If someone has truly become addicted, then neuroscience and experience both demonstrate that abstinence is the only hope for their lives to be saved. Bear in mind that neuroscientific findings do not necessarily mean that a pharmaceutical drug should be applied to change brain chemistry – people can alter their own brain chemistry when they get into and sustain abstinent recovery.
It is my opinion, borne of many years experience, that recovery requires several steps:
1. The removal of denial
3. Indepth learning of the truth of the condition
4. Sustained hard work to build the ability to respond to challenge
5. The improvement of self -respect and status
6. The reduction of feelings of isolation, and an enhancement of connection with others
7. The provision of emotional safety and support without collusion (tough-love)
8. The reduction of stressors, and
9. The empowerment of the individual.
So, even if the person does recover, they are faced with a lifetime of vulnerability and the need for vigilance. This should all be taken into consideration when determining the cost to an abuse victim’s life.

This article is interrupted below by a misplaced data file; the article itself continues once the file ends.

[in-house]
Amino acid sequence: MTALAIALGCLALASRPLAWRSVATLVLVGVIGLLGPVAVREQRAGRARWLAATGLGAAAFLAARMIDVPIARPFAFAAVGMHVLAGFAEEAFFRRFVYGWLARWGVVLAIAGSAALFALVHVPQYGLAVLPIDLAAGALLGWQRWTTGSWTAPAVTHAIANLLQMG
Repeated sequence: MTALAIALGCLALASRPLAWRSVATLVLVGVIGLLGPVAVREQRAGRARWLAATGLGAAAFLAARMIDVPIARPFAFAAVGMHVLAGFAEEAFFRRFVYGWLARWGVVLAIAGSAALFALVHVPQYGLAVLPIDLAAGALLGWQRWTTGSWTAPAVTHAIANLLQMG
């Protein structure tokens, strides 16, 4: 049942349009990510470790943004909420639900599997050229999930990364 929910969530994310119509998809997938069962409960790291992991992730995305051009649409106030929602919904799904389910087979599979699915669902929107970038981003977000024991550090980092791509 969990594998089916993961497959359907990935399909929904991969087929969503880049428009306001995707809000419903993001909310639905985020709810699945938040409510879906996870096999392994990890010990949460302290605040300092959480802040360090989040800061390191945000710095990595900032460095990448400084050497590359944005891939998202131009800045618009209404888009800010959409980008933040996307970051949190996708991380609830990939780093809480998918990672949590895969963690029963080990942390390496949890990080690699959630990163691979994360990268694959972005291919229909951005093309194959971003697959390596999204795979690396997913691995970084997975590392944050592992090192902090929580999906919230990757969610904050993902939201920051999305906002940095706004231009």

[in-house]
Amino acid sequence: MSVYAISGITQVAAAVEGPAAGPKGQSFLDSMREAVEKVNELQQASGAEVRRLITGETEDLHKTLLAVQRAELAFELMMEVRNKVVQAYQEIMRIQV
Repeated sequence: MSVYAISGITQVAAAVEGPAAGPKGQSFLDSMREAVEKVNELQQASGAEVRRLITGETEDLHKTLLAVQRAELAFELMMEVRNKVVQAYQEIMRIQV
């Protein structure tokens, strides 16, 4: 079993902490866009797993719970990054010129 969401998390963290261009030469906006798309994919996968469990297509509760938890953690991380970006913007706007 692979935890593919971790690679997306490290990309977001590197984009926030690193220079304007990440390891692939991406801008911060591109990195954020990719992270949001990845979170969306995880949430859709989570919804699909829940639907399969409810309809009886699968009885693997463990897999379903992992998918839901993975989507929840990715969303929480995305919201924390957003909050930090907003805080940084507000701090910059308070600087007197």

Risk of relapse ranges from 60-90%, with the Global Information System on Alcohol and Health reporting that about 2.5million people die every year from harmful use of alcohol alone. Tobacco kills even more people, and prescribed drugs kill as many people as illegal ones. We must offer the highest educational and professional standards to stem this tragedy.
SUE COX is founder-director of Smart-UK and cofounder of Survivors Voice Europe. Smart-UK trainers include Kim Wager BSc(Hons), MSc, LicAc, DipCHM, MSB who specialises in molecular neuroscience and genetics. Smart’s latest training course is Brains, Bombs and Baddies, a two-day workshop exploring the brain in relation to post-traumatic stress disorder (firstname.lastname@example.org or email@example.com; tel 01926-640525).